March 12, 2008, - 12:46 pm
The “Chiquita Mike” Chertoff Connection: Relatives of Five Slain Missionaries Sue U.S. Company for Financing Terrorists
By Debbie Schlussel
Families of five U.S. missionaries slain by Colombian terrorists sued Chiquita Brands International, Inc., accusing the company of secretly financing terrorist group FARC.
But Chiquita’s financing of terrorist groups is not just an accusation. It’s something Chiquita admitted . . . to Michael “Serpenthead” Chertoff, as I noted last year. “Serpenthead” a/k/a “Chiquita Mike” was in 2001, head of the Justice Department’s criminal division. And he deliberately looked the other way.
He met with his cronies, who were then running Chiquita and who told him of the continuing payments. And, even though the group was on the State Department terrorist list, he did nothing about it, deliberately ignoring the situation. The payments, with Serpenthead/Chiquita Mike’s knowledge, continued for about another year.
Given that, it’s a disgrace that the controversy lasted but a day and that this man who allowed terrorism financing and pay-offs to continue heads the Department of “Homeland Security.” Hello . . . ? Oh, and–surprise! surprise!–the Justice Department, last year, decided not to criminally prosecute the Chiquita execs for paying off terrorists because they’d call Serpenthead to the stand, and it would be embarrassing. Yup, that’s “justice”.
It’s too bad this suit was only filed now. That means that on a judicial timetable, the case will not go to trial until after President Obama takes office, at which time Chertoff will be gone from DHS. It would have been nice to see the relatives of those killed by the terrorists Chertoff’s buds paid off put Serpenthead on the stand while he still pretended to be running America’s security.
But, mark my word, this case will be embarrassing for Chertoff, as it should be. That this man, who allowed American executives to pay protection money to murderous thugs, heads any law enforcement agency is a disgrace.
And it makes you wonder which other terrorist groups got and still get pay-offs with the Serpentheads tacit approval. Hezbollah? HAMAS? Islamic Jihad? Don’t put it past him.
He should be behind bars. I would say he’s their “bitch.”
But I’ll be nicer about it. He’s their “chiquita.”
*** Just a reminder/flashback. Here are a couple of excepts from major newspapers on Chertoff’s acquiescence to pay-offs to terrorists. From the Wall Street Journal:
On April 24 [,2003], [Chiquita head] Mr. [Roderick] Hills . . . went to the Justice Department with Messrs. Olson and Urgenson and Ms. Harris to report the payments. Among those attending was Mr. Hills’ longtime acquaintance Michael Chertoff, then in charge of the Justice Department’s criminal division [DS: he was Assistant U.S. Attorney General] and now chief of the Homeland Security Department. Mr. Hills and Mr. Chertoff were colleagues at the law firm of Latham & Watkins LLP in the early 1980s, when Mr. Hills already had been a White House counsel and SEC chair and Mr. Chertoff was still a junior attorney. . . .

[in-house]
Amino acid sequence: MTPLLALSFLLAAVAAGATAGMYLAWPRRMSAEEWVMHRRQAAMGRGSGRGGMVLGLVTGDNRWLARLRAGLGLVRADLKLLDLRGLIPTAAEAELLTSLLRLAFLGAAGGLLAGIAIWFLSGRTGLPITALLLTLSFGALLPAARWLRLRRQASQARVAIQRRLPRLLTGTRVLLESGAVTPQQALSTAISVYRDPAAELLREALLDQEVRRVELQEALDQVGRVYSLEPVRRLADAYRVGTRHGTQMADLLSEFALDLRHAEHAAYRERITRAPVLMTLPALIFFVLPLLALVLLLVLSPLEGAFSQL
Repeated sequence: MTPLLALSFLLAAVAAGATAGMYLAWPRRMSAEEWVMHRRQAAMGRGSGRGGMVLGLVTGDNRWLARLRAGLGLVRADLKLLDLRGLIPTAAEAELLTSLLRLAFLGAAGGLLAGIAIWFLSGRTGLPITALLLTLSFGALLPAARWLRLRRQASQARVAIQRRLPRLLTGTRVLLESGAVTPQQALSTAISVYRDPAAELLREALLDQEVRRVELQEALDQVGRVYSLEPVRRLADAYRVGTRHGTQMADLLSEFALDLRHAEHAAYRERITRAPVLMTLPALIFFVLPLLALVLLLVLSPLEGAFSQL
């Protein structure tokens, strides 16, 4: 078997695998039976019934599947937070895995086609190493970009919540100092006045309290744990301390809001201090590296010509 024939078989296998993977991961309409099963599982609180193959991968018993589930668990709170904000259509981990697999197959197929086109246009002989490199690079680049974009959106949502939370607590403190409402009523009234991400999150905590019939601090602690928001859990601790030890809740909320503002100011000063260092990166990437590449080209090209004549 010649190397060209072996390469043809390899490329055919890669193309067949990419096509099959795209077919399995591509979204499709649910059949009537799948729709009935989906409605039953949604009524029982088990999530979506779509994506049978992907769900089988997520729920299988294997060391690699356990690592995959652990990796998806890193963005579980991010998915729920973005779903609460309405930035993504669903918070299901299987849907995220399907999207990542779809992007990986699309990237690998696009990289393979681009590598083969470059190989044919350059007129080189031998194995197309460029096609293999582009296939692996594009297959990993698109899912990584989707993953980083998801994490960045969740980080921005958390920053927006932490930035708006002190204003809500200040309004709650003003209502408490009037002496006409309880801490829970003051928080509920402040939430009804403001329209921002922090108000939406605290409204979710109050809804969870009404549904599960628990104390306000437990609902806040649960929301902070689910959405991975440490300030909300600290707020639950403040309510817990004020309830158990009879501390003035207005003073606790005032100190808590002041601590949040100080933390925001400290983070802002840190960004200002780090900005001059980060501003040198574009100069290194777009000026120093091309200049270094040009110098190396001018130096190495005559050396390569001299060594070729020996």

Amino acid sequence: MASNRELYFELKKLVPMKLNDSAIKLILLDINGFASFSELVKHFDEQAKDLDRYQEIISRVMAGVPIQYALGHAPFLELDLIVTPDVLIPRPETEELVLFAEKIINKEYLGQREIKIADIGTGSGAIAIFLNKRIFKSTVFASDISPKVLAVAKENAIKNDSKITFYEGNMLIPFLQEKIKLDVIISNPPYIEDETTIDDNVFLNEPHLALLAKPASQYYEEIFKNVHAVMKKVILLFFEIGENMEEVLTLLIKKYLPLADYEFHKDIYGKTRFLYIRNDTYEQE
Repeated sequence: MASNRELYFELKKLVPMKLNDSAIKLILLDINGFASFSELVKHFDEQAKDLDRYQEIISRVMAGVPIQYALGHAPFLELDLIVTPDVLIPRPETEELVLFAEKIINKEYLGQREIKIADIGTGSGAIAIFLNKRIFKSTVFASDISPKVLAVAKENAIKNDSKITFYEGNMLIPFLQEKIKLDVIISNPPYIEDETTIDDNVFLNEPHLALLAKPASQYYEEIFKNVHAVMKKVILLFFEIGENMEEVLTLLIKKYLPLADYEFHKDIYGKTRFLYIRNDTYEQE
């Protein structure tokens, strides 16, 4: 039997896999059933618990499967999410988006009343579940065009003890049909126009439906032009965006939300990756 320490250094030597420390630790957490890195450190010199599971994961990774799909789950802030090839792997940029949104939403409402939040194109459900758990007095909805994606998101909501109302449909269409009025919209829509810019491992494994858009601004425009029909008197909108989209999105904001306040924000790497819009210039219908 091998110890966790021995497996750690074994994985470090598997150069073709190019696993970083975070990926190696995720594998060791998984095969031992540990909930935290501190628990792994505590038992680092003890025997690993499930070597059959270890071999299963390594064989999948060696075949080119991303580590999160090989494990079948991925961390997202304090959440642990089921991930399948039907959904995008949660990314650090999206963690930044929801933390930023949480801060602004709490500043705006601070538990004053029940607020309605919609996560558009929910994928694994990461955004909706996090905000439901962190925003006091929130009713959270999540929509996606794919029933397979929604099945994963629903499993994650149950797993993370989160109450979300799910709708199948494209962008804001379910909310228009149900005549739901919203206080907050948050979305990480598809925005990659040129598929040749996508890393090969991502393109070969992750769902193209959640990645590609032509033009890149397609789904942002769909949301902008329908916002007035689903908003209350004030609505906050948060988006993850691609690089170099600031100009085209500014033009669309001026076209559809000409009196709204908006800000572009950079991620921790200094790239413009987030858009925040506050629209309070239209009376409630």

Mr. Hills and Mr. Olson left the meeting confident that Mr. Chertoff had deferred a decision about whether payments [DS: TO A TERRORIST GROUP!] could continue, according to lawyers familiar with the case. Ten additional payments were made between May and September totaling about $134,000, according to court filings. . . .
Mr. Taxay [a Justice Dept. attorney on the case] declined to comment, as did Mr. Chertoff through a spokesman. . . .
Chiquita made half a dozen more payments totaling more than $145,000 through February 2004.
From the Washington Post:
On April 24, 2003, a board member of Chiquita International Brands disclosed to a top official at the Justice Department that the king of the banana trade was evidently breaking the nation’s anti-terrorism laws.
Roderick M. Hills, who had sought the meeting with former law firm colleague Michael Chertoff, explained that Chiquita was paying “protection money” to a Colombian paramilitary group on the U.S. government’s list of terrorist organizations. Hills said he knew that such payments were illegal, according to sources and court records, but said that he needed Chertoff’s advice. . . .
Chertoff, then assistant attorney general and now secretary of homeland security, affirmed that the payments were illegal but said to wait for more feedback, according to five sources familiar with the meeting.
Justice officials have acknowledged in court papers that an official at the meeting said they understood Chiquita’s situation was “complicated,” and three of the sources identified that official as Chertoff. They said he promised to get back to the company after conferring with national security advisers and the State Department about the larger ramifications for U.S. interests. . . .
Sources close to Chiquita say that Chertoff never did get back to the company or its lawyers.. . . And Chiquita kept making payments for nearly another year. . . . Chiquita’s executives left the meeting convinced that the government had not clearly demanded that the payments stop.
Tags: America, assistant attorney general and now secretary, Attorney General, board member, Chair, chief, Chiquita International Brands, Chiquita Mike, counsel, Department of Justice, Department of State, Dept. attorney, former law firm colleague, Hizballah, Islamic Jihad, junior attorney, King, Latham & Watkins LLP, law, law enforcement agency, Michael Chertoff, Obama, official, Olson, paramilitary group, President, Roderick M. Hills, Securities and Exchange Commission, spokesman, State Department, Taxay, the Wall Street Journal, The Washington Post, U.S. government, United States, USD, Wall Street Journal, White House